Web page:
JOE BIDEN (D), PRESIDENT OF THE UNITED STATES: We spent over $1 trillion over 20 years. We trained and equipped with modern equipment over 300,000

Afghan forces. And Afghan leaders have to come together. They have got to fight for themselves, fight for their nation.


DIAMOND: Now listen, the U.S. is still conducting limited airstrikes in Afghanistan, though it's not clear what kind impact those are actually

having. And, of course, the U.S. is continuing to try to push through a diplomatic solution.

The U.S. envoy for these peace negotiations, between the Taliban and the Afghan government, traveled to Doha recently to continue to encourage a

peaceful settlement between the Afghan government and the Taliban.

And the U.S. is also making clear that, if the Taliban do take the capital of Kabul by force, as is becoming increasingly likely, that the United

States will work to isolate any Taliban regime that comes to power by force.


DIAMOND: And that is kind of what they are trying to do and encourage this peace settlement to saying, if you continue to move forward with this

military solution to try and take over the government of Afghanistan, you will be isolated. You will be a pariah.

That is the argument that the U.S. is making but so far it does not appear to be something that the Taliban are heeding.

ANDERSON: The Taliban, Clarissa, as far as the White House is concerned, will be isolated. It will become a pariah.

Meantime, Afghan leaders are being told by that same White House that they have to come together and fight for themselves.

How is all of this going down on the ground?

And what are the consequences here?

WARD: Well, Becky, I mean, it's not going down well at all. People are petrified. They see the situation unraveling at an alarming speed. They see

that there's no real obvious plan in place to prevent a catastrophe. They feel a certain degree of resentment here as well.

Why did the U.S. withdrawal have to be so quick?

Why did it have to be so chaotic?

The one thing I would say about the Taliban, just from talking to their leadership at least, is that they do seem keen to try to preserve this

image that they have been working hard to cultivate, that they are a political force, that they have changed a lot since, you know, they lost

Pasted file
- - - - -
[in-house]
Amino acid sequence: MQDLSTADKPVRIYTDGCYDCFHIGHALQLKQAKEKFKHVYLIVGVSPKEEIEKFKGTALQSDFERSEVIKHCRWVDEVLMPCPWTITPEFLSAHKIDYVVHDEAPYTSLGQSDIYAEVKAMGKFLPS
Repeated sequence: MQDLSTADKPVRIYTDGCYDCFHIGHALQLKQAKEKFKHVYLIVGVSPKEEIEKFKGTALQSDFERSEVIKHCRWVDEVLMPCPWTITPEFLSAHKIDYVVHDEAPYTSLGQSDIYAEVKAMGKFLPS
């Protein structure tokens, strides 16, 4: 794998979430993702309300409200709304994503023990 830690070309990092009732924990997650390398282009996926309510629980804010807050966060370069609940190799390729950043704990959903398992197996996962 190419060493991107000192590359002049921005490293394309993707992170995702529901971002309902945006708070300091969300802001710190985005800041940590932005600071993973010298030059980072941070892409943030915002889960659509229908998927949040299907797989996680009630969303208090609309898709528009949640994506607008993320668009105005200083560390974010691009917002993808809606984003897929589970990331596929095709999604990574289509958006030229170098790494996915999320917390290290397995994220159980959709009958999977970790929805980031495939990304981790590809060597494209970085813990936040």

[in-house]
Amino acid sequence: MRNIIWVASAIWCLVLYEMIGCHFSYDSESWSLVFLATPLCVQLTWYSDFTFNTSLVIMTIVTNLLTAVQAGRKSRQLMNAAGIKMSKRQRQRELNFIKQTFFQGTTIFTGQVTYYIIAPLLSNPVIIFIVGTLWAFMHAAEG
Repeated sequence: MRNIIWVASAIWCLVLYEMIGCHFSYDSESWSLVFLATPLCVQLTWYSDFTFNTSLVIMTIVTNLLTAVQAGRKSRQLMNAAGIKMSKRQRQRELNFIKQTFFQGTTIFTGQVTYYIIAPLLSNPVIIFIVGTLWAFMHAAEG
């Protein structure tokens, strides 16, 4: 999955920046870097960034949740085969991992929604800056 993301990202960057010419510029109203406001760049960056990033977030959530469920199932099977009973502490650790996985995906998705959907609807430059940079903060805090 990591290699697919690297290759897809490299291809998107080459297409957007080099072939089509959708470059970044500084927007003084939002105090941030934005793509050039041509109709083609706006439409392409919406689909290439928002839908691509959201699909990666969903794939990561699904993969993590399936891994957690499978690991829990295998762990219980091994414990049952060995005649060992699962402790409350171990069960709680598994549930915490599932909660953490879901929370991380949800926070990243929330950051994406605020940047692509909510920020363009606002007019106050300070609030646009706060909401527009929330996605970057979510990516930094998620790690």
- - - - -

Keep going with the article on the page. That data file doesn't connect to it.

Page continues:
power in 2001.

They can have a sort of more productive relationship with the international community. But in principle, that's maybe what they say. But in practice

what you see on the ground is something quite different.

It's still very much an Islamist, fundamentalist, militant force that wants to re-establish an Islamic emirate, governed with strict medieval

interpretation of sharia law.

Now it may well be that the international community has no problem with accepting that as long as they abide by this key tenet, for which this

whole withdrawal agreement was predicated, which is that they agree never again to harbor terrorists on their soil.

And it may be that this is what the Biden administration is thinking, that they have already accepted the fact that it's only a matter of time before

the Afghan government falls and the Taliban sweeps to power. And they're willing to accept it as long as this doesn't once again become a harbor for


ANDERSON: What does the prospect of the Taliban, Clarissa, sweeping to power mean for the average person living in Afghanistan, man, women, kid?

WARD: OK, well, I think it's a really important question, Becky, and I think do you need to differentiate between people living in rural areas and

people living in urban areas.

The educated people living in urban areas, the middle class, you know, who have enjoyed having America's presence here on the ground, who have

thrived, they are devastated and they are petrified.

And many of them are thinking they may well have to leave the country because, simply put, it will not be safe for them and their families to


If you go out to rural areas, the thing you will hear over and over again from many people is, frankly, we don't care who is in charge. We just want